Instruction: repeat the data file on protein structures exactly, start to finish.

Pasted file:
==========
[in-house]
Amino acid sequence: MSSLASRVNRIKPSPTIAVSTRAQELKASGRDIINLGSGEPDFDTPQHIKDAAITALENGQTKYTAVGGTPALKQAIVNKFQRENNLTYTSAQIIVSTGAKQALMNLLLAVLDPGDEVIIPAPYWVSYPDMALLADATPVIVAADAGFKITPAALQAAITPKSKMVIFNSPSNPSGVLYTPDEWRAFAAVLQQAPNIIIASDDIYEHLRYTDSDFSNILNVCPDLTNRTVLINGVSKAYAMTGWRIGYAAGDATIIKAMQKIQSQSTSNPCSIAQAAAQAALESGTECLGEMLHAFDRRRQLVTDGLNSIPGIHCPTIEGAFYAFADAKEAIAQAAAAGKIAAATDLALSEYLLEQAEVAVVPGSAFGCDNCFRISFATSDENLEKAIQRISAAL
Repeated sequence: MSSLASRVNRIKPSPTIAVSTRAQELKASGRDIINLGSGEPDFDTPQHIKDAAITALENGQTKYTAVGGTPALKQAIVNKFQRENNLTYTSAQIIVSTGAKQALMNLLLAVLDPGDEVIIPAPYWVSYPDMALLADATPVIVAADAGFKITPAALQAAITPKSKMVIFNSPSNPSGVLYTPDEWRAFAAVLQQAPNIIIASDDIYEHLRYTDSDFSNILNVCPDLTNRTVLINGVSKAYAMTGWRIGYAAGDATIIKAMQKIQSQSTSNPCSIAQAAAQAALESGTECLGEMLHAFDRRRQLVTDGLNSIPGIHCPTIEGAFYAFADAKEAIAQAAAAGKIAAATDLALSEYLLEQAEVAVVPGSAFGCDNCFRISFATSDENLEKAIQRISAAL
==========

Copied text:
[in-house]
Amino acid sequence: MSSLASRVNRIKPSPTIAVSTRAQELKASGRDIINLGSGEPDFDTPQHIKDAAITALENGQTKYTAVGGTPALKQAIVNKFQRENNLTYTSAQIIVSTGAKQALMNLLLAVLDPGDEVIIPAPYWVSYPDMALLADATPVIVAADAGFKITPAALQAAITPKSKMVIFNSPSNPSGVLYTPDEWRAFAAVLQQAPNIIIASDDIYEHLRYTDSDFSNILNVCPDLTNRTVLINGVSKAYAMTGWRIGYAAGDATIIKAMQKIQSQSTSNPCSIAQAAAQAALESGTECLGEMLHAFDRRRQLVTDGLNSIPGIHCPTIEGAFYAFADAKEAIAQAAAAGKIAAATDLALSEYLLEQAEVAVVPGSAFGCDNCFRISFATSDENLEKAIQRISAAL
Repeated sequence: MSSLASRVNRIKPSPTIAVSTRAQELKASGRDIINLGSGEPDFDTPQHIKDAAITALENGQTKYTAVGGTPALKQAIVNKFQRENNLTYTSAQIIVSTGAKQALMNLLLAVLDPGDEVIIPAPYWVSYPDMALLADATPVIVAADAGFKITPAALQAAITPKSKMVIFNSPSNPSGVLYTPDEWRAFAAVLQQAPNIIIASDDIYEHLRYTDSDFSNILNVCPDLTNRTVLINGVSKAYAMTGWRIGYAAGDATIIKAMQKIQSQSTSNPCSIAQAAAQAALESGTECLGEMLHAFDRRRQLVTDGLNSIPGIHCPTIEGAFYAFADAKEAIAQAAAAGKIAAATDLALSEYLLEQAEVAVVPGSAFGCDNCFRISFATSDENLEKAIQRISAAL